DDC Split Over License Controversy

It was a bold and ambitious move for a diamond club, but now it’s mired in controversy.

In January, the New York Diamond Dealers Club purchased a license from the Sierra Leone government to establish a rough buying office in that country. (The license covers only diamonds with government-issued certificates, not diamonds from rebel group RUF.) The license cost $25,000, but extras could increase it to as much as $40,000. The club set up a separate corporation, New York Diamond Dealers, to manage the proposed office.

The purchase passed the club’s board of directors handily on two occasions, but only after heated debate, and over the opposition of club president Jacob Banda. Now the project is stalled, with Banda reluctant to release money to hire on-site rough buyers. Opponents feel the office is too much for the club to handle, but supporters say the bickering has held things up.

“The minute we stop fighting we can go ahead and do it,” says DDC treasurer Mayer Herz, who was a major proponent of buying the license. He notes that the club isn’t shouldering the burden alone. “We have people in the United States government who are supporting us,” he says. “The $40,000 is only a tiny fraction compared to what the United States government is willing to invest on our behalf.”

One of the license’s friends in high places is Rep. Tony Hall (D-Ohio), a friend of Herz and the congressman most active on the conflict diamond issue. In a press release, Hall said the initiative “will directly link Sierra Leone miners with American retailers and reinvest more of the dollars Americans spend on diamonds in the African communities that produce them. I would like to see more joint ventures like [it].”

The license is meant to re-energize New York as a cutting center. Under the plan, a native Sierra Leonean, working for the club, will purchase rough that will then be sold in New York at auction.

“Cutting, and access to rough, is our future, and the only way to guarantee a prosperous future for all,” Herz wrote to club members. “If you don’t try, you are defeated.”

Herz says this will give New Yorkers an opportunity to cut diamonds that De Beers allocates to other centers.

“People don’t understand that you can do business in Africa without De Beers,” he says. “This is a new world.”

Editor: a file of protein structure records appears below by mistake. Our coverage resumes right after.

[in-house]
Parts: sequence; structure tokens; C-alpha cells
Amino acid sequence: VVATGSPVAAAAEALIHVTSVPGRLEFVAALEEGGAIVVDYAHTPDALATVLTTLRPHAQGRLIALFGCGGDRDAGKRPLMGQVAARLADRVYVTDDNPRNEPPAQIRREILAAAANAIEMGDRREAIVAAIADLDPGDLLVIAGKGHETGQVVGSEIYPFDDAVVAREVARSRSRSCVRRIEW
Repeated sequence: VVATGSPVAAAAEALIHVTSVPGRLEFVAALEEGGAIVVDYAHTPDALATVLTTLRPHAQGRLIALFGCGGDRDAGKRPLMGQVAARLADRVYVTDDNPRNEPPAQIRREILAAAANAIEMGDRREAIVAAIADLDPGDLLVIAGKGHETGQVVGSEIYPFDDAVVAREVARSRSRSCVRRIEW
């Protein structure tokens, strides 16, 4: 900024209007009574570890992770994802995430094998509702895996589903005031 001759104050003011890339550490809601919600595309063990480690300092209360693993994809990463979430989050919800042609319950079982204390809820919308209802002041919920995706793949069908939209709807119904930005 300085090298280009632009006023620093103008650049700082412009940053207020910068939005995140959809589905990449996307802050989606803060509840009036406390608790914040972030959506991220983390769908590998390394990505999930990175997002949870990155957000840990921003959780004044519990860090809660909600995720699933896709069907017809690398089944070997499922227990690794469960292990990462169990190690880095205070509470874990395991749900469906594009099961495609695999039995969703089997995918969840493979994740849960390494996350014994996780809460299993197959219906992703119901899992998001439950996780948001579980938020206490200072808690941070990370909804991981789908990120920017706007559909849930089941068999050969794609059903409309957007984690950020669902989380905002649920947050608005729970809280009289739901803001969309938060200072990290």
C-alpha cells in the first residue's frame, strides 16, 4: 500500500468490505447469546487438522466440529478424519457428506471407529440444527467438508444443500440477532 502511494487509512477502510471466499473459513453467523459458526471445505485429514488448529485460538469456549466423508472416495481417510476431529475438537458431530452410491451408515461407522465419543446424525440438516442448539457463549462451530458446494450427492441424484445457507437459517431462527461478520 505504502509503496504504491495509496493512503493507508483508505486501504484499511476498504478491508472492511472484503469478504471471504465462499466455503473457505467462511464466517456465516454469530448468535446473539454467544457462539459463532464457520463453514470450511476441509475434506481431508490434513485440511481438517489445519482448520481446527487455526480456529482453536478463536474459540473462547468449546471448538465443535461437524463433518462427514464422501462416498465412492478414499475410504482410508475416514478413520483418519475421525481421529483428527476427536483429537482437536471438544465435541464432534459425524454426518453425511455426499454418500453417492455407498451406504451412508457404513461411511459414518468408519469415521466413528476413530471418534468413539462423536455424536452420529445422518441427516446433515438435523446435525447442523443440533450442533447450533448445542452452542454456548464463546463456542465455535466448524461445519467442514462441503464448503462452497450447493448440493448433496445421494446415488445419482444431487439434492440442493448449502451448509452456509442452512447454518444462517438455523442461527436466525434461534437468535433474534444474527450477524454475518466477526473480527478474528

But opponents argue that it is inappropriate for the club to deal in Sierra Leone, given the still-knotty situation there.

“We are a nonprofit organization going where there is all this corruption, where there was genocide,” says dealer Bruce Smith, who with Scott Cohen and Ron van der Linden was elected to the DDC board after criticizing the purchase. “The people who voted for this license have never been there, they have no idea how to run something like this. If something goes wrong, it will reflect badly on all our members.”

Smith cited news reports that most of Sierra Leone’s diamonds were still coming from rebel-held areas, and that the club can’t guarantee all its diamonds will be “clean.”

“The blood hasn’t even dried yet, and we are looking to see how we can make a diamond deal,” he says. “Let the club buy from Russia or Canada, where we didn’t have children maimed and all these atrocities.”

Advocates insist they are doing everything in an aboveboard manner and note that the project’s funds will be reinvested in the country.

“The goal of this plan is to help the starving and suffering people of Sierra Leone,” Herz wrote. “This will allow the government to regulate [diamond] production, establish stable prices, and ensure that all revenues are funneled back into government programs to provide food, medicine, and social assistance for the population.”

Smith and others will ask the board to sell the license. But supporters say that if the club doesn’t hold on to it, it will end up in the hands of someone who won’t use it to benefit the entire trade.

“The whole membership should benefit from this, but if the club won’t do it for the whole industry a few entrepreneurs will do it for themselves,” says Herz. “Why should the big players take this and run with it?”

”Smith says he wouldn’t mind. “Let private individuals do it if they want,” he says. “But don’t involve the entire organization.”